Film Short: Q&A with Producer/Actress Charlene Blaine-Schulenburg Part II

The second part of my Q&A interview with Producer/Actress Charlene Blaine-Schulenburg concentrating on her point of view as a film producer.

Q. What made you decide to start your own production company?

Producer/Actress Charlene Blaine-Schulenburg

A. Ever since I was a little girl, I’ve been a story teller and have dreamed of ‘creating’ stories.  In 1993 I helped launch an alternative cable satellite network called Network 1.  I eventually rose to be the VP of Production.  When I left a couple years later, it was apparent to me by then that I had gained good experience and believed in myself enough that I thought I could do it,  so I started my own company.

Q. How has being an actor influence your perspective as a producer?

I have been acting for years, so I have always held on to the point of view of an actor (whether they be good or bad, fear based, or a confidence based view – yes, actors are mostly neurotic).  But I always appreciate that at the end of the day; a production needs actors and needs to appreciate actors.

Q. Looking at your production company’s website I noticed a number of projects in development, which are what I’d call “from the heart” true life type movies.  Is this the market you want to focus on or are you open to other genres?

A. Thank you for noticing.  I’ve joked before calling myself the ‘message’ girl, but somehow that’s more true than it is funny.  For some reason, I have either been drawn to those types of heart-felt stories, or they’ve been drawn to me somehow.  I’m from Maui, maybe that’s the heart/aloha connection.  Anyway, I’m not in this industry working this hard to just make schlocky films or horror flicks.  If I’m going to put years of my life into a project I would hope that it would make people think, talk, and matter, to the point where people could ponder the meaning of whatever the subject of the film is.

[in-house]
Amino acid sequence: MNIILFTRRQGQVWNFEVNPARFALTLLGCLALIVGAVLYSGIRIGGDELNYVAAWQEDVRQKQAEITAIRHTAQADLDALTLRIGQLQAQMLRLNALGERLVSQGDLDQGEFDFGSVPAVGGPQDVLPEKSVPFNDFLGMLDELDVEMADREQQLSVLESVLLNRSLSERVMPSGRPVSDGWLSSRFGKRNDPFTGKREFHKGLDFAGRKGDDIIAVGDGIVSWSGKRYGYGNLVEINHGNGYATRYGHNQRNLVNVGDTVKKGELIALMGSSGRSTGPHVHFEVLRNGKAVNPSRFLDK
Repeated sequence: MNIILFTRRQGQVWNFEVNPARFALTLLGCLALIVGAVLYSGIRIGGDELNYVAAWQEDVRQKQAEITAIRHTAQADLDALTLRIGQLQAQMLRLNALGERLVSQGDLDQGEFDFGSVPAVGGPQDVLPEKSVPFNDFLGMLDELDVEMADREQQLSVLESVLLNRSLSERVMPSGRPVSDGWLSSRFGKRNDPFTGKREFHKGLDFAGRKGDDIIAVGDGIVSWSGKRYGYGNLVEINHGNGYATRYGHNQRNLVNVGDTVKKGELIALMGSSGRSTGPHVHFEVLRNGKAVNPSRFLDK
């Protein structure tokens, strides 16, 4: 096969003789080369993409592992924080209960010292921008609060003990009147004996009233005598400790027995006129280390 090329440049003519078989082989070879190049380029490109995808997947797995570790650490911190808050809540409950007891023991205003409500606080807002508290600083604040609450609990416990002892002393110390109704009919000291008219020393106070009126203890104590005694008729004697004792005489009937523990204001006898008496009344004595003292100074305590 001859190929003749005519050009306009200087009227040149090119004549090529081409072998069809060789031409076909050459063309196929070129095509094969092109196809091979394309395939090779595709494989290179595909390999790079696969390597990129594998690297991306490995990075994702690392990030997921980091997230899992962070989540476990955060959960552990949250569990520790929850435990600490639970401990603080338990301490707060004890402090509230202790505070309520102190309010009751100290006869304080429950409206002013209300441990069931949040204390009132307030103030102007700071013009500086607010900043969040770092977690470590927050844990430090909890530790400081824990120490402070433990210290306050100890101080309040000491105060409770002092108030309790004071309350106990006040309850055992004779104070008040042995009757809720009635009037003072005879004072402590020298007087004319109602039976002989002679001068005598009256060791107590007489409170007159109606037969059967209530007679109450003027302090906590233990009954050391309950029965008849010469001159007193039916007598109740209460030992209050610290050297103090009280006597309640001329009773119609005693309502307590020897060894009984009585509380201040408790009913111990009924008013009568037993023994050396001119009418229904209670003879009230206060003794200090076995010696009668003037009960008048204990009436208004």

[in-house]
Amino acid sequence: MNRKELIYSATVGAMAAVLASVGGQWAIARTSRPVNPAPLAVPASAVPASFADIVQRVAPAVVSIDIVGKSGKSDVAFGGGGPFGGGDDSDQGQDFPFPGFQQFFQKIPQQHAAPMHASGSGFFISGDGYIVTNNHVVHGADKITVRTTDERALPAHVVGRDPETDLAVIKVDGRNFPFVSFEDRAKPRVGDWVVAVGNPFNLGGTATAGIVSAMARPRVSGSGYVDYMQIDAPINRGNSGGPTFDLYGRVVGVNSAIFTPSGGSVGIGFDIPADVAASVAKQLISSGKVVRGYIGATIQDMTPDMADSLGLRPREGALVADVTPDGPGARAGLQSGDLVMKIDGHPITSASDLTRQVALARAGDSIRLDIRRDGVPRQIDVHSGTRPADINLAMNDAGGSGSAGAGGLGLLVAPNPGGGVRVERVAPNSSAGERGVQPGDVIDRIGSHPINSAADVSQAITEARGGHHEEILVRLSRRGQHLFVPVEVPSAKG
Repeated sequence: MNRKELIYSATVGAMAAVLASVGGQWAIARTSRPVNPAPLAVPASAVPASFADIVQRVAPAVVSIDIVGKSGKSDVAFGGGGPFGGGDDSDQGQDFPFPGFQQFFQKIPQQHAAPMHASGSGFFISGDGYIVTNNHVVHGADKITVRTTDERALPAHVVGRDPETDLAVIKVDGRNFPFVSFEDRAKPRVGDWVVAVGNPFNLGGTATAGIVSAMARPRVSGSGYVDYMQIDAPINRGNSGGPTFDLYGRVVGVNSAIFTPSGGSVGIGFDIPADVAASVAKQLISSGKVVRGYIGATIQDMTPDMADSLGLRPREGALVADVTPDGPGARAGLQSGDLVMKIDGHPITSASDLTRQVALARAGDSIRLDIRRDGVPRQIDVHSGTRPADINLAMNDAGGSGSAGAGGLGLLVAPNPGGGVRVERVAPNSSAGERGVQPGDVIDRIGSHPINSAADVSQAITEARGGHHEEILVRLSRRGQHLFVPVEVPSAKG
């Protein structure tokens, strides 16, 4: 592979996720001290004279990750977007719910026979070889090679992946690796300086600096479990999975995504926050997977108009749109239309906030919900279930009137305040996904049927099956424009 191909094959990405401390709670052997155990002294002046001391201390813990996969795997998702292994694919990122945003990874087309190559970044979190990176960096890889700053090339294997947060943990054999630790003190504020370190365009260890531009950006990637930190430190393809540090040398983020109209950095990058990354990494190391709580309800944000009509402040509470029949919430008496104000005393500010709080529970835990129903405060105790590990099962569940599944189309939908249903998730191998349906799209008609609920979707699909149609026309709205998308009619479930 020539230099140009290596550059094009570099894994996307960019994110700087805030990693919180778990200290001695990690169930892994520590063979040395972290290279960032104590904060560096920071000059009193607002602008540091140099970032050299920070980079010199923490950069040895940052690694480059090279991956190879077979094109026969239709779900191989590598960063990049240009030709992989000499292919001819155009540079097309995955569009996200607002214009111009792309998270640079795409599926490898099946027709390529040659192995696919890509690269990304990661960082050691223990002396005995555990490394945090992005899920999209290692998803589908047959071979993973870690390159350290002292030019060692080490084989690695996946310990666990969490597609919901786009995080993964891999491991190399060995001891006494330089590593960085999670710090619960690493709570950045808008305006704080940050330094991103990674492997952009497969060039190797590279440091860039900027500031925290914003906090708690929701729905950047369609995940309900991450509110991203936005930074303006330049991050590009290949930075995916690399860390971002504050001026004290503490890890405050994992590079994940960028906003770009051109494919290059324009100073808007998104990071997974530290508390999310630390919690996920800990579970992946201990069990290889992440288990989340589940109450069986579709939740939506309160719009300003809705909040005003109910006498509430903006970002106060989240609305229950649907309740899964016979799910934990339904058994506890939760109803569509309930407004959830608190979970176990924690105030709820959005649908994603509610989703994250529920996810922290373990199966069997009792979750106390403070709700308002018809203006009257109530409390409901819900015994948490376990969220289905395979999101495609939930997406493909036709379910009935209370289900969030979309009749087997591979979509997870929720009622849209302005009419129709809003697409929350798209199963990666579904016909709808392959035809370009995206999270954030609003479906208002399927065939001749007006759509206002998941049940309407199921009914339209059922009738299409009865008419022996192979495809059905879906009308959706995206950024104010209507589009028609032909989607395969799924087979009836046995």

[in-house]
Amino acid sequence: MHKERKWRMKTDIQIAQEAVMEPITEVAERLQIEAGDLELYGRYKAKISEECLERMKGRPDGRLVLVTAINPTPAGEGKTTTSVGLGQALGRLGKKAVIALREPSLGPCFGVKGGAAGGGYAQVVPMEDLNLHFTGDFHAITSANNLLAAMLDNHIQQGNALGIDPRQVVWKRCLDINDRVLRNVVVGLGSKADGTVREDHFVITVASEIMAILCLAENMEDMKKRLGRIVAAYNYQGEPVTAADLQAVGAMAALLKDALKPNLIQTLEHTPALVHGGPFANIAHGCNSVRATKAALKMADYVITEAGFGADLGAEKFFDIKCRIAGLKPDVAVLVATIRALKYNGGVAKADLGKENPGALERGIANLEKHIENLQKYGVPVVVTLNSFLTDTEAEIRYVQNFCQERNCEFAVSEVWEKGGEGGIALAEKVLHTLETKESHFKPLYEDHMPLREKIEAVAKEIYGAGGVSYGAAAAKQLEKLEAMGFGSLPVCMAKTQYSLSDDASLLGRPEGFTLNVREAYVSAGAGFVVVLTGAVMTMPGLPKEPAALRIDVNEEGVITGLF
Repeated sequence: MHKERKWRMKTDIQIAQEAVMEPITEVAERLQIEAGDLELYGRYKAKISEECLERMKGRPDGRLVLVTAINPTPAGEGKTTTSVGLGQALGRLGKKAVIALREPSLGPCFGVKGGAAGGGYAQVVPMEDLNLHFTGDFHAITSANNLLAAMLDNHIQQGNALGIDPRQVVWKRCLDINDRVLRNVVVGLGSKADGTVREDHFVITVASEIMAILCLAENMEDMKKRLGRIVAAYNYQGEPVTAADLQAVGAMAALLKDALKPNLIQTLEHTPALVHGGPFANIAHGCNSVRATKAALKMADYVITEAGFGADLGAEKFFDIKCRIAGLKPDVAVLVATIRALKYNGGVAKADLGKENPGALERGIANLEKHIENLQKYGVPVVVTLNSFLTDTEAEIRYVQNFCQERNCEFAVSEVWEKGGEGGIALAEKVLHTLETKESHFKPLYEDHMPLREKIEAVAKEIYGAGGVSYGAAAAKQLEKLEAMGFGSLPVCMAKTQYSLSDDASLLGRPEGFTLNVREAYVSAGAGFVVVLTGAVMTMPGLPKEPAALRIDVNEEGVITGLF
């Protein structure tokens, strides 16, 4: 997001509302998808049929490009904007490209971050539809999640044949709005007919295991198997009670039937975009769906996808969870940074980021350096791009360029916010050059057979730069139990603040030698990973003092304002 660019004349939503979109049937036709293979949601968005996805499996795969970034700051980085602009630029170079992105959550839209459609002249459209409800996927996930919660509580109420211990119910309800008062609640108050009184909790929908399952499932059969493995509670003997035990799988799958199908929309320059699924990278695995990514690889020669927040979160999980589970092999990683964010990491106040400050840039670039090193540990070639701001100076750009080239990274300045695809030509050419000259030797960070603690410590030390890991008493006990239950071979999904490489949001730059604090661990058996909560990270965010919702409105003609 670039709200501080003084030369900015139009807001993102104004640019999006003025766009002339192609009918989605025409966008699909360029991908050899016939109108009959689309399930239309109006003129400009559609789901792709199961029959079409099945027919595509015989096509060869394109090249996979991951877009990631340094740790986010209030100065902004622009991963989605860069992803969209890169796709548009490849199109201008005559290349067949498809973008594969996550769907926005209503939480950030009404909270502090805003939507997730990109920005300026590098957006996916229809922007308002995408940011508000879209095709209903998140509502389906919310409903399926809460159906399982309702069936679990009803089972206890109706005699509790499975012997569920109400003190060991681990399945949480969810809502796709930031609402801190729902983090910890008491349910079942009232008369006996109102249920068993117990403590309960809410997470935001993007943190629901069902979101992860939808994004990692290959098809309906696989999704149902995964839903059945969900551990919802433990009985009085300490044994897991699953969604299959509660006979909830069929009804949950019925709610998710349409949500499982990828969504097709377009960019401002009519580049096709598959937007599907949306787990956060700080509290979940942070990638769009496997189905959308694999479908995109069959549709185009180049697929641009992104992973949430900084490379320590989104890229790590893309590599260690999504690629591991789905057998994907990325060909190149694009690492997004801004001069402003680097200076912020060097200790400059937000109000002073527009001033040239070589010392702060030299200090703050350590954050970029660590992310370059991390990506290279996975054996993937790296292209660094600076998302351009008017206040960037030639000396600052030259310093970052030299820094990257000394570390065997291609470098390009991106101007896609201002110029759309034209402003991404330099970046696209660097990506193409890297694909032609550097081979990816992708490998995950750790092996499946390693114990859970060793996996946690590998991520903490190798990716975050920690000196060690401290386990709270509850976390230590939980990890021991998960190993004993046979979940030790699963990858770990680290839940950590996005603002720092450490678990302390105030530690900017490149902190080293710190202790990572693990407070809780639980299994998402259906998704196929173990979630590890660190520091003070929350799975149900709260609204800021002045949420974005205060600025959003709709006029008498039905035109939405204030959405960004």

Q. If someone has a project they think is a good fit for a company like yours what advice would you give them before approaching someone like yourself with it?

A. Have the basic answers to pitch questions ready, things like:  What’s the log line?  What’s the premise or theme?  What’s at stake in the story?  Who’s your audience?  Where does it take place?  What’s your budget range (estimates ok)?  Who is your dream cast?  Why is this important to you?  Why would it be important to anyone else? 

Q. Taken in Broad Daylight seemed to catapult your company into the public eye with its huge success on Lifetime.  How did that come about and what have you learned from the experience?

Charlene with Actor Seymour Cassel